Rimats Gran Reserva
Rimarts Gran Reserva 40 Brut Natur. Redmond’s of Ranelagh €27.95
Made using the traditional Cava grapes of Xarel.lo, Macabeu and Parellada, as well as a dash of Chardonnay, this wine is aged 40 months on the lees to give rich pastry and almond alongside fresh citrus and floral notes. With its fine bead of bubbles, this is very dry and a terrific food wine; match with a goat cheese and strawberry salad, or fresh oysters.

Single Estate Vintage Blanc de Blanc Cava 2010. Marks & Spencer €23.50
For the Champagne lover looking for something different, this vintage Cava is single estate Chardonnay sourced from top producer Segura Viudas. Elegant, with a creamy mousse, ripe lemon, fresh herbs and a touch of stone fruit.

Tesco 25% Off Wine Sale

With the price of wine constantly rising due to excessive taxing, it’s great to get a little saving on our favourite beverage.  Driven by fierce competition in the market, particularly Lidl’s French wine sale, Tesco have had back-to-back wine promotions for the past month.  Unlike their suspect ‘half price’ offers on individual wines, the ‘25% Off Six Bottles’ promotion can be used in conjunction with any other reductions.

The catch is obviously the fact you have to buy six bottles or more to avail of the offer- which may sound excessive.  However, if you are like me and regularly help drink 2-3 (at least!) bottles of wine a week, it makes a lot of sense to grab them in one go when on promotion and save yourself a few quid. In reality you are only reducing the price to roughly the pre-gouging-tax rate of the past 2 years,  but still better in our pockets.  During the year I will post when these deals pop up in the supermarkets and make a few suggestions on decent wines to try.  If I miss one of them, please throw me a message and I’ll let my other readers know.  I almost missed this one as it ends at 10pm tonight.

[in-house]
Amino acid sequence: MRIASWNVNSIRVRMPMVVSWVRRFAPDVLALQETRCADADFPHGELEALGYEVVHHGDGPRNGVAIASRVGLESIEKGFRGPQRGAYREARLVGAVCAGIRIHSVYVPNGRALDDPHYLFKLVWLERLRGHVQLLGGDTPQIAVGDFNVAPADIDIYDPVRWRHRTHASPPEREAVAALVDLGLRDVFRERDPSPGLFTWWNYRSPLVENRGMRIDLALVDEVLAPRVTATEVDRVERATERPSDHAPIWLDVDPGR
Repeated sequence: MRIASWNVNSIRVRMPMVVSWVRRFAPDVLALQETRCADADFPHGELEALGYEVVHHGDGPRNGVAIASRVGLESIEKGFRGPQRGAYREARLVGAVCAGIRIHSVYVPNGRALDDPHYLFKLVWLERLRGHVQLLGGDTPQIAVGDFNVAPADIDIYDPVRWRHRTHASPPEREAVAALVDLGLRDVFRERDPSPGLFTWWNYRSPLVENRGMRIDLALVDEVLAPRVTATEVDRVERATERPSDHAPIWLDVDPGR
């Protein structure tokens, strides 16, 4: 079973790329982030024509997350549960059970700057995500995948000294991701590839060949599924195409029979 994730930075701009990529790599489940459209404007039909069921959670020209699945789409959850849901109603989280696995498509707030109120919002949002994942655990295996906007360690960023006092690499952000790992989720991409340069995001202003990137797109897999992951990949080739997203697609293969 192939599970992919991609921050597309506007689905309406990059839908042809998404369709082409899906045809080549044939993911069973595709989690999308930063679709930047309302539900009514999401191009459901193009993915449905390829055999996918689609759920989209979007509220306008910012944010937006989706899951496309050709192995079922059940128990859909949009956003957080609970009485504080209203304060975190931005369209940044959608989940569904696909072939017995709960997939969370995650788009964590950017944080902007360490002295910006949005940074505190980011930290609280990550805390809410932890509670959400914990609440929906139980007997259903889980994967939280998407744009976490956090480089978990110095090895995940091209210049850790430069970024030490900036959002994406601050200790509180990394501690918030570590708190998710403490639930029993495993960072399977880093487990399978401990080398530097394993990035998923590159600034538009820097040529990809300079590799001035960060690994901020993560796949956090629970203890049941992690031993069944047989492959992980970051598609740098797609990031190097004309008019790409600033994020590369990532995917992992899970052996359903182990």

In the meantime, when the supermarkets are not on promotion try to support your local wine shops- the service and selection there will always surpass any supermarket.

So, what did I buy today?  I just arrived home from Spain where I stocked up on heavy reds, so decided to try some lighter reds and a white to add to my weekday wine collection.  I was in a rush so grabbed two bottles each of the following three wines.

First I grabbed two cheap New World Pinot Noirs.

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Oyster Bay Pinot Noir Was €14.99. Reduced €10. Sale Price Today €7.50.

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Wave Series by Carmen 2013. Was €15. Reduced €10. Sale Price Today €7.50.